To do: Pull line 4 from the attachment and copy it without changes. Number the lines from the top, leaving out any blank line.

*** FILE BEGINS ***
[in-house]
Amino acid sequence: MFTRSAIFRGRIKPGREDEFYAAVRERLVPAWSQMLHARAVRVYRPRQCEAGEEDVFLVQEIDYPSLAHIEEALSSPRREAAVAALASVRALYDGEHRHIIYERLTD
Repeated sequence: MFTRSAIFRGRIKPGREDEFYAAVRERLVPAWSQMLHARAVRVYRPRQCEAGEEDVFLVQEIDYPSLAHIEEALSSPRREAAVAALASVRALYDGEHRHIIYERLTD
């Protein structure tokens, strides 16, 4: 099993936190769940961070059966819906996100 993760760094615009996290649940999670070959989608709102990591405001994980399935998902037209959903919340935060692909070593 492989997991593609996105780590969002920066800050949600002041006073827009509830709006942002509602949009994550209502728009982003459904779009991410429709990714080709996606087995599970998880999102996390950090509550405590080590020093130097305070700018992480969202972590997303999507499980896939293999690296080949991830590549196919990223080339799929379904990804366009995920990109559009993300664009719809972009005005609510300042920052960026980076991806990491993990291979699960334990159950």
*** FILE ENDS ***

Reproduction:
């Protein structure tokens, strides 16, 4: 099993936190769940961070059966819906996100 993760760094615009996290649940999670070959989608709102990591405001994980399935998902037209959903919340935060692909070593 492989997991593609996105780590969002920066800050949600002041006073827009509830709006942002509602949009994550209502728009982003459904779009991410429709990714080709996606087995599970998880999102996390950090509550405590080590020093130097305070700018992480969202972590997303999507499980896939293999690296080949991830590549196919990223080339799929379904990804366009995920990109559009993300664009719809972009005005609510300042920052960026980076991806990491993990291979699960334990159950």